He described metformin as the most widely prescribed diabetes medication on the planet. Known generically as metformin, the drug is sold under the brand name Glucophage. Sixty tablets cost about $4 at prescription drug discounters, such as Walmart, in the United States.
Approved by the U.S. Food and Drug Administration in 1995, metformin had been widely prescribed for decades in Europe before it was finally given a green light in a country with more than 30 million Type 2 diabetics. The U.S. additionally has 84.1 million people with pre-diabetes, a condition that can lead to the full-blown disease.
Among medications, metformin has a long and storied past. The compound destined to become metformin was first isolated during the Middle Ages from the French lilac, a plant scientifically known as Galega officinalis. Ground flowers and leaves were administered by healers to patients suffering from constant urination, a hallmark of a disorder that later would become known as diabetes. The active ingredient in French lilac, a plant also called goat's rue, was identified hundreds of years later as galegine, which triggered a striking reduction in blood glucose.
By the 1950s, scientists were able to exploit folk medicine uses and develop the drug that became metformin. In recent years, in vitro studies by Dr. Lloyd Trotman at Cold Spring Harbor Laboratory in New York have shown metformin to be effective against prostate cancer cells. And in November, scientists in Mexico found that metformin promotes the destruction of Mycobacterium tuberculosis bacteria in the lungs. The drug enhances the activity of antimicrobial peptides known as β-defensins. The peptides are common in lung epithelial tissue and are active against Gram negative and Gram positive bacteria.
O'Rahilly and colleagues, meanwhile, have described the benefits of metformin in both human clinical trials and experiments involving animal models. In both types of investigations, metformin influenced weight loss and GDF15 activity.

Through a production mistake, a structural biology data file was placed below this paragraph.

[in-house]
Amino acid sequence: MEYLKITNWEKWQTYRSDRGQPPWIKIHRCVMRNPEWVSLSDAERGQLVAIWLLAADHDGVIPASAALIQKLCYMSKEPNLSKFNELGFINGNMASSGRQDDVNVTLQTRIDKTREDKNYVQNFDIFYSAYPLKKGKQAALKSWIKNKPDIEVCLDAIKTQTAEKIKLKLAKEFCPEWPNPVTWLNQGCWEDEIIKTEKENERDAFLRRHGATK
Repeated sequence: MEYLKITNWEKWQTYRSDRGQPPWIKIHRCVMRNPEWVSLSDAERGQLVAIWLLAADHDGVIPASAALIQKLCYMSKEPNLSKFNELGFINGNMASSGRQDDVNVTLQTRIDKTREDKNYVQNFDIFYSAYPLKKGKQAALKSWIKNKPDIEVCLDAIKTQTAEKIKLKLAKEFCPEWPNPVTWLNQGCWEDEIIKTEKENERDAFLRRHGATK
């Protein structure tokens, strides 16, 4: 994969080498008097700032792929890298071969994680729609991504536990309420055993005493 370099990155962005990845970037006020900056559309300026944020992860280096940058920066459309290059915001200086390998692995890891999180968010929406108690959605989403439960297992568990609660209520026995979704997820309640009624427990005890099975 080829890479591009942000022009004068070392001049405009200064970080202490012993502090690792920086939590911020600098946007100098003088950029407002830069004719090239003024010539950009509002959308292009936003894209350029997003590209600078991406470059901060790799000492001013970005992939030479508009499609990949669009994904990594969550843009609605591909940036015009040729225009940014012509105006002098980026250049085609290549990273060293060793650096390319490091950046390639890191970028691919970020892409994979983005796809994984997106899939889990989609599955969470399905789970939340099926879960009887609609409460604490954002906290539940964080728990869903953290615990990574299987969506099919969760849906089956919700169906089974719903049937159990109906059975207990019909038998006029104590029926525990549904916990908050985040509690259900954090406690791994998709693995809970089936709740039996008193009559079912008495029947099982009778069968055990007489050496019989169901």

For example, in one of the human clinical trials cited in the Nature paper, the team measured circulating GDF15 and found that after two weeks on metformin, there was approximately a 2.5-fold increase in circulating GDF15. To determine if the increase was sustained, protein levels were measured six, 12 and 18 months. Patients who took metformin wound up losing about 3.5 percent of their body weight. In another trial, patients lost even more.
In wild-type mice, oral metformin also increased circulating GDF15. Protein levels additionally rose in the distal intestine and kidneys. Metformin prevented weight gain in response to a high-fat diet in the animals but not in mice lacking GDF15 or its receptor protein, GFRAL. Metformin had effects on both energy intake and energy expenditure that required GDF15, the team found.
O'Rahilly said the research has been reproduced by other teams assuring him and his colleagues that they have demonstrated how metformin lowers body weight.
"The key findings of our work have already been independently replicated by Greg Steinberg at McMaster University. We are indeed undertaking further studies to explore exactly where the GDF15 is coming from and how it is regulated," O'Rahilly said.